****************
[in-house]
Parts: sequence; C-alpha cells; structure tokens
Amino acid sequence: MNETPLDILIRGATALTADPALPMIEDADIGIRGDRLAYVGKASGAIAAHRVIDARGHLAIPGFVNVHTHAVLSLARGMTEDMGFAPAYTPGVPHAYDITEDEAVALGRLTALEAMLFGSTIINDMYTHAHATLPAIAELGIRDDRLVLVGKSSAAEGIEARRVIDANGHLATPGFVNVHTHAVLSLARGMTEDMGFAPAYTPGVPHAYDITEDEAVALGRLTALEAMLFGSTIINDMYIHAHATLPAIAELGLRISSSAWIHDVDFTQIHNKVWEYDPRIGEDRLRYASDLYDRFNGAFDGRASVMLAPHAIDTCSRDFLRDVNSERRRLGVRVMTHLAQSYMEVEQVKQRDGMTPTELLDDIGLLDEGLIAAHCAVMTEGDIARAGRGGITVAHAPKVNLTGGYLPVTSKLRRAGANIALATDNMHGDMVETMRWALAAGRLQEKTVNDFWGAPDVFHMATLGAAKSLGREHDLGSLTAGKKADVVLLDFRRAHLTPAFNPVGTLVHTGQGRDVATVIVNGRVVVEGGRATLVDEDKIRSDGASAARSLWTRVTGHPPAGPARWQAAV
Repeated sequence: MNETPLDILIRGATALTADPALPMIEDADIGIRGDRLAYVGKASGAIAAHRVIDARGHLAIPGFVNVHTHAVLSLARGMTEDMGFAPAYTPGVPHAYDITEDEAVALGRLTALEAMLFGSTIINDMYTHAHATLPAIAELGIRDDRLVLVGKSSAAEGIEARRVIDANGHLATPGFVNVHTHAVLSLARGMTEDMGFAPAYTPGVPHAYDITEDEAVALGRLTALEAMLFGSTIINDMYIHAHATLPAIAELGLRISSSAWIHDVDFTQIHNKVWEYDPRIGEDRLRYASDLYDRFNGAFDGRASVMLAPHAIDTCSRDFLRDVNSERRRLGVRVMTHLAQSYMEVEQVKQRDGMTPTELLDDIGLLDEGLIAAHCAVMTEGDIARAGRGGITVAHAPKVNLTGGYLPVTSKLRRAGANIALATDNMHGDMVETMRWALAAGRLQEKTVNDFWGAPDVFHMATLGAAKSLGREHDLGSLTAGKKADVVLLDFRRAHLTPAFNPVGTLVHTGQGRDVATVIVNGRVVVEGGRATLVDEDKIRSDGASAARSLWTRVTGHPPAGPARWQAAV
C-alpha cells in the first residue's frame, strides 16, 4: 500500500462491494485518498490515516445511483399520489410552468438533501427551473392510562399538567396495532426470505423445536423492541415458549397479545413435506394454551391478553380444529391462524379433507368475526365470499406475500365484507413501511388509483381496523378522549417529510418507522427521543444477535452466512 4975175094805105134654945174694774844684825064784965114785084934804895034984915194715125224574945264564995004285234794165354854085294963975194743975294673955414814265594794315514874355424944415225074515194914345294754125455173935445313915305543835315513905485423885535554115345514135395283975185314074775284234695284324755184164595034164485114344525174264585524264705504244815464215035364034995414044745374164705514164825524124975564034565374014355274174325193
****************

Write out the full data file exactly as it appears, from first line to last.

[in-house]
Parts: sequence; C-alpha cells; structure tokens
Amino acid sequence: MNETPLDILIRGATALTADPALPMIEDADIGIRGDRLAYVGKASGAIAAHRVIDARGHLAIPGFVNVHTHAVLSLARGMTEDMGFAPAYTPGVPHAYDITEDEAVALGRLTALEAMLFGSTIINDMYTHAHATLPAIAELGIRDDRLVLVGKSSAAEGIEARRVIDANGHLATPGFVNVHTHAVLSLARGMTEDMGFAPAYTPGVPHAYDITEDEAVALGRLTALEAMLFGSTIINDMYIHAHATLPAIAELGLRISSSAWIHDVDFTQIHNKVWEYDPRIGEDRLRYASDLYDRFNGAFDGRASVMLAPHAIDTCSRDFLRDVNSERRRLGVRVMTHLAQSYMEVEQVKQRDGMTPTELLDDIGLLDEGLIAAHCAVMTEGDIARAGRGGITVAHAPKVNLTGGYLPVTSKLRRAGANIALATDNMHGDMVETMRWALAAGRLQEKTVNDFWGAPDVFHMATLGAAKSLGREHDLGSLTAGKKADVVLLDFRRAHLTPAFNPVGTLVHTGQGRDVATVIVNGRVVVEGGRATLVDEDKIRSDGASAARSLWTRVTGHPPAGPARWQAAV
Repeated sequence: MNETPLDILIRGATALTADPALPMIEDADIGIRGDRLAYVGKASGAIAAHRVIDARGHLAIPGFVNVHTHAVLSLARGMTEDMGFAPAYTPGVPHAYDITEDEAVALGRLTALEAMLFGSTIINDMYTHAHATLPAIAELGIRDDRLVLVGKSSAAEGIEARRVIDANGHLATPGFVNVHTHAVLSLARGMTEDMGFAPAYTPGVPHAYDITEDEAVALGRLTALEAMLFGSTIINDMYIHAHATLPAIAELGLRISSSAWIHDVDFTQIHNKVWEYDPRIGEDRLRYASDLYDRFNGAFDGRASVMLAPHAIDTCSRDFLRDVNSERRRLGVRVMTHLAQSYMEVEQVKQRDGMTPTELLDDIGLLDEGLIAAHCAVMTEGDIARAGRGGITVAHAPKVNLTGGYLPVTSKLRRAGANIALATDNMHGDMVETMRWALAAGRLQEKTVNDFWGAPDVFHMATLGAAKSLGREHDLGSLTAGKKADVVLLDFRRAHLTPAFNPVGTLVHTGQGRDVATVIVNGRVVVEGGRATLVDEDKIRSDGASAARSLWTRVTGHPPAGPARWQAAV
C-alpha cells in the first residue's frame, strides 16, 4: 500500500462491494485518498490515516445511483399520489410552468438533501427551473392510562399538567396495532426470505423445536423492541415458549397479545413435506394454551391478553380444529391462524379433507368475526365470499406475500365484507413501511388509483381496523378522549417529510418507522427521543444477535452466512 4975175094805105134654945174694774844684825064784965114785084934804895034984915194715125224574945264564995004285234794165354854085294963975194743975294673955414814265594794315514874355424944415225074515194914345294754125455173935445313915305543835315513905485423885535554115345514135395283975185314074775284234695284324755184164595034164485114344525174264585524264705504244815464215035364034995414044745374164705514164825524124975564034565374014355274174325193